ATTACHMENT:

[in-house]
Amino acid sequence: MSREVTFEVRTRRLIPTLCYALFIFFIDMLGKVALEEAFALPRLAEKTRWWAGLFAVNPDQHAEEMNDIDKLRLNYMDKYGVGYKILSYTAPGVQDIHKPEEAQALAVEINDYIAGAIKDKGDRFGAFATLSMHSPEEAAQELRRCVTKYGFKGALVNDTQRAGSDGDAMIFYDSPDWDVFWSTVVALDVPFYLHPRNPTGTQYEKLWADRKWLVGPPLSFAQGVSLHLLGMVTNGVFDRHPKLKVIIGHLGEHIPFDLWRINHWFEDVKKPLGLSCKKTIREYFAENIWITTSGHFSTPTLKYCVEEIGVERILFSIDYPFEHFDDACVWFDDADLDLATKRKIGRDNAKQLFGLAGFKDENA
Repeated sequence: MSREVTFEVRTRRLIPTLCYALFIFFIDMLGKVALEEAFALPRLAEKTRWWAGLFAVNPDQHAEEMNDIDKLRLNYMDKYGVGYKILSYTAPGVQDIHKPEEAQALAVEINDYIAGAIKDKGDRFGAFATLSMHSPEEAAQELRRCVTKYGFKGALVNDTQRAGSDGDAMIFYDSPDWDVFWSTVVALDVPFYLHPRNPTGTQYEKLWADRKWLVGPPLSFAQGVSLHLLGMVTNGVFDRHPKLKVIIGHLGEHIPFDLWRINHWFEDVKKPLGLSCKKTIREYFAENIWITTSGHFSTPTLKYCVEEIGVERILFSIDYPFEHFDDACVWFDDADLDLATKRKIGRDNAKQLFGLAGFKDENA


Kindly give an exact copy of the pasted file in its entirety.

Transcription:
[in-house]
Amino acid sequence: MSREVTFEVRTRRLIPTLCYALFIFFIDMLGKVALEEAFALPRLAEKTRWWAGLFAVNPDQHAEEMNDIDKLRLNYMDKYGVGYKILSYTAPGVQDIHKPEEAQALAVEINDYIAGAIKDKGDRFGAFATLSMHSPEEAAQELRRCVTKYGFKGALVNDTQRAGSDGDAMIFYDSPDWDVFWSTVVALDVPFYLHPRNPTGTQYEKLWADRKWLVGPPLSFAQGVSLHLLGMVTNGVFDRHPKLKVIIGHLGEHIPFDLWRINHWFEDVKKPLGLSCKKTIREYFAENIWITTSGHFSTPTLKYCVEEIGVERILFSIDYPFEHFDDACVWFDDADLDLATKRKIGRDNAKQLFGLAGFKDENA
Repeated sequence: MSREVTFEVRTRRLIPTLCYALFIFFIDMLGKVALEEAFALPRLAEKTRWWAGLFAVNPDQHAEEMNDIDKLRLNYMDKYGVGYKILSYTAPGVQDIHKPEEAQALAVEINDYIAGAIKDKGDRFGAFATLSMHSPEEAAQELRRCVTKYGFKGALVNDTQRAGSDGDAMIFYDSPDWDVFWSTVVALDVPFYLHPRNPTGTQYEKLWADRKWLVGPPLSFAQGVSLHLLGMVTNGVFDRHPKLKVIIGHLGEHIPFDLWRINHWFEDVKKPLGLSCKKTIREYFAENIWITTSGHFSTPTLKYCVEEIGVERILFSIDYPFEHFDDACVWFDDADLDLATKRKIGRDNAKQLFGLAGFKDENA